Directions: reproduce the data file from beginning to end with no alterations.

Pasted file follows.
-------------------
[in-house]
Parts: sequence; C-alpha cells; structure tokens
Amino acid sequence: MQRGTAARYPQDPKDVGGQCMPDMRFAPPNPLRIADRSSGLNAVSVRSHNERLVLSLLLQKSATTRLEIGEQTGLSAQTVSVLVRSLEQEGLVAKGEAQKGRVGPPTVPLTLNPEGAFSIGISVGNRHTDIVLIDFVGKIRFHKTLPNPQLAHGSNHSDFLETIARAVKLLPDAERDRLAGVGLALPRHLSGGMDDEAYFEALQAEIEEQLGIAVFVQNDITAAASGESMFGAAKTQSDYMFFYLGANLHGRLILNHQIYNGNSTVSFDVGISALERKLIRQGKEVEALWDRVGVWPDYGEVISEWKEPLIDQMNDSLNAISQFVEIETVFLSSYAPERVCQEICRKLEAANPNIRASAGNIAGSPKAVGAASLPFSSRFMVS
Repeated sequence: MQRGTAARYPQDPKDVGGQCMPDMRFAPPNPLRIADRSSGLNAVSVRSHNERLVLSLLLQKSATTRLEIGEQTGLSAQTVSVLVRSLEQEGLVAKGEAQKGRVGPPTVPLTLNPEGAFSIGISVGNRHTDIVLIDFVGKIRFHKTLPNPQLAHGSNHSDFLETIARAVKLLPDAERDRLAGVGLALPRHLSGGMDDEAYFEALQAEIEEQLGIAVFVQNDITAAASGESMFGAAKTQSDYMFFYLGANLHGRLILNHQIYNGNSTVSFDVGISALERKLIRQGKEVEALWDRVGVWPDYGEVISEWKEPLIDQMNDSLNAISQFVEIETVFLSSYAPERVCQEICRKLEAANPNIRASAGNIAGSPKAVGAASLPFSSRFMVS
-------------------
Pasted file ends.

[in-house]
Parts: sequence; C-alpha cells; structure tokens
Amino acid sequence: MQRGTAARYPQDPKDVGGQCMPDMRFAPPNPLRIADRSSGLNAVSVRSHNERLVLSLLLQKSATTRLEIGEQTGLSAQTVSVLVRSLEQEGLVAKGEAQKGRVGPPTVPLTLNPEGAFSIGISVGNRHTDIVLIDFVGKIRFHKTLPNPQLAHGSNHSDFLETIARAVKLLPDAERDRLAGVGLALPRHLSGGMDDEAYFEALQAEIEEQLGIAVFVQNDITAAASGESMFGAAKTQSDYMFFYLGANLHGRLILNHQIYNGNSTVSFDVGISALERKLIRQGKEVEALWDRVGVWPDYGEVISEWKEPLIDQMNDSLNAISQFVEIETVFLSSYAPERVCQEICRKLEAANPNIRASAGNIAGSPKAVGAASLPFSSRFMVS
Repeated sequence: MQRGTAARYPQDPKDVGGQCMPDMRFAPPNPLRIADRSSGLNAVSVRSHNERLVLSLLLQKSATTRLEIGEQTGLSAQTVSVLVRSLEQEGLVAKGEAQKGRVGPPTVPLTLNPEGAFSIGISVGNRHTDIVLIDFVGKIRFHKTLPNPQLAHGSNHSDFLETIARAVKLLPDAERDRLAGVGLALPRHLSGGMDDEAYFEALQAEIEEQLGIAVFVQNDITAAASGESMFGAAKTQSDYMFFYLGANLHGRLILNHQIYNGNSTVSFDVGISALERKLIRQGKEVEALWDRVGVWPDYGEVISEWKEPLIDQMNDSLNAISQFVEIETVFLSSYAPERVCQEICRKLEAANPNIRASAGNIAGSPKAVGAASLPFSSRFMVS